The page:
However, blockchain technology is used for more than cryptocurrency: computer scientists are exploring new ways to use blockchain technology which we will discuss in a later chapter.
One of the most fascinating areas of cryptocurrencies is mining. When people think about mining, the obvious images that spring to mind are prospectors digging through torchlit tunnels with pickaxes collecting nuggets of gold. In a sense, crypto mining does bear some similarities but some explanation is needed.
To join a crypto network and ‘mine’ cryptocurrency, you must download a piece of software which runs on your computer while you are connected to the internet. Your computer becomes a node on the network and receives information about the current blockchain and new transactions.
When a transaction takes place, the sender agrees to send X Bitcoin to the recipient. The network checks whether the sender has enough Bitcoin in their digital wallet, if so, the Bitcoin are then deducted from the sender’s wallet and added to the recipient’s wallet. Transactions are broadcast over the network and collected into blocks. Each block must be checked and verified by multiple nodes before it can be added to the blockchain – this ensures the system cannot be gamed by a person sending the same money twice (known as double payment) or by injecting fake transactions into a block.
To guarantee enough nodes are available on the network and keep the blockchain running, it is important that people have a reason to leave their computers connected to the network verifying transactions and adding them to the blockchain. When he created Bitcoin, Satoshi Nakamoto understood this problem and decided to offer an incentive. For every block added to the blockchain, the node which added it will receive some Bitcoin as payment – this is the ‘block reward’.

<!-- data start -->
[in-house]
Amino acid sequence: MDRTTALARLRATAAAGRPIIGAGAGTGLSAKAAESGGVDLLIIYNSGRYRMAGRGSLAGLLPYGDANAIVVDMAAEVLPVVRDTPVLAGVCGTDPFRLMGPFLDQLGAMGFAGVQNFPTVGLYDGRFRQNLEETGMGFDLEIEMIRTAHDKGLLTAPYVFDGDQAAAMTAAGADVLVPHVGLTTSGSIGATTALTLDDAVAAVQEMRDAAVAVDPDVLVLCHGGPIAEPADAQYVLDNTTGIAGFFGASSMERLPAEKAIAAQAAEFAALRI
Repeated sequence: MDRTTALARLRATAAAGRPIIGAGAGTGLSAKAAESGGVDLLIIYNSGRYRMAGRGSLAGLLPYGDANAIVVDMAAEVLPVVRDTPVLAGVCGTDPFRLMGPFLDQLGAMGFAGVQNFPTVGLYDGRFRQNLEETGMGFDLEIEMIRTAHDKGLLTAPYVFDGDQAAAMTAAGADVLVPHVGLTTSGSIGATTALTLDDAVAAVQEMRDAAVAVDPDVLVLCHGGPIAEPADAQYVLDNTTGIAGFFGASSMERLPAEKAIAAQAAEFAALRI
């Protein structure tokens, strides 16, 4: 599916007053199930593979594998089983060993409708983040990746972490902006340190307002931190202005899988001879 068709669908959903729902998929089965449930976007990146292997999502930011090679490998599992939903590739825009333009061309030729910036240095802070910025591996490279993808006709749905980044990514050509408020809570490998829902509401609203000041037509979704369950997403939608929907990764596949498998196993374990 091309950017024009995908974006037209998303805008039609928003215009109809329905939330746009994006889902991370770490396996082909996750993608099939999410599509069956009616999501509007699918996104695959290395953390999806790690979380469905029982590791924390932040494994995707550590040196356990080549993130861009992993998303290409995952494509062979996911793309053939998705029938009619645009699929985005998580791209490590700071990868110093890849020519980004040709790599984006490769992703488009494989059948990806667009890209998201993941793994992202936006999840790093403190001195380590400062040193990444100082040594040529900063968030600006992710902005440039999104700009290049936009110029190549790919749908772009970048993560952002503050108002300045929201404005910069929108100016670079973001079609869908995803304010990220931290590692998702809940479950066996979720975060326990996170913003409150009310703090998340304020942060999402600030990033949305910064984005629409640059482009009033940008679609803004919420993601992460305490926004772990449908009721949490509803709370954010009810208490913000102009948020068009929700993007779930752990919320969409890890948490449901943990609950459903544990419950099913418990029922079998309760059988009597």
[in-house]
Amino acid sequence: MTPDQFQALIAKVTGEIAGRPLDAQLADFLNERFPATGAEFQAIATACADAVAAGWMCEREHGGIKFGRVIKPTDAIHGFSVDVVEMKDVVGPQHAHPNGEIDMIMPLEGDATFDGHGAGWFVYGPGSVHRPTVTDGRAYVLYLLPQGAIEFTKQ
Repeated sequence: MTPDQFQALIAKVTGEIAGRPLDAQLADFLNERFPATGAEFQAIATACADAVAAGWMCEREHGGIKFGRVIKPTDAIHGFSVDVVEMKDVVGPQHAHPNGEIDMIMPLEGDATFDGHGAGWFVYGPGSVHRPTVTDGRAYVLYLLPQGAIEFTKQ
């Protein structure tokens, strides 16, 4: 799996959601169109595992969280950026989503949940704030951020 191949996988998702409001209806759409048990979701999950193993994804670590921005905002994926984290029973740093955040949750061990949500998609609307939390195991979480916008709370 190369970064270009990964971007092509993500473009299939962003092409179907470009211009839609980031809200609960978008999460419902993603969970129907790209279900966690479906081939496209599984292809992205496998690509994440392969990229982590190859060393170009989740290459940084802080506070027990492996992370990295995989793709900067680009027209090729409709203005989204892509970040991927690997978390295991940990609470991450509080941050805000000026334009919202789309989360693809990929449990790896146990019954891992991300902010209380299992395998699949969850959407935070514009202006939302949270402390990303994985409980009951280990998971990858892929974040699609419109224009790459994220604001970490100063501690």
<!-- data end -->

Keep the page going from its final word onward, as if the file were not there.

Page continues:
Of course, this leaves the question – who gets to add the block?
Let’s say for simplicity there are 100 nodes on the network, 98 of them receive a block containing identical transactions and 2 nodes receive corrupted data. Those two nodes cannot possibly add their block to the blockchain because all the other nodes have data which contradicts them. However, this leaves 98 nodes with correct data that could be added to the blockchain. The Bitcoin software requires nodes to solve a complex mathematical problem and add it to the block before it can be added to the blockchain. The first node to solve the problem and claim the solution as theirs gets to add the block and receive the reward. Once the problem is solved, the process is repeated with the next block. This is known as mining.
Each time a block is added to the blockchain, the node which solves the problem and adds it receives some newly released Bitcoin. Bitcoin are released approximately every ten minutes, and at the time of writing, the payment for successfully mining a block is 12.5 Bitcoin. Only 21 million Bitcoin will ever be released, of which, more than 16 million have been mined so far. You might assume that the total allocation of Bitcoin will run out very soon, however the system protects against that and the total allocation of Bitcoin isn’t expected to happen until the year 2140.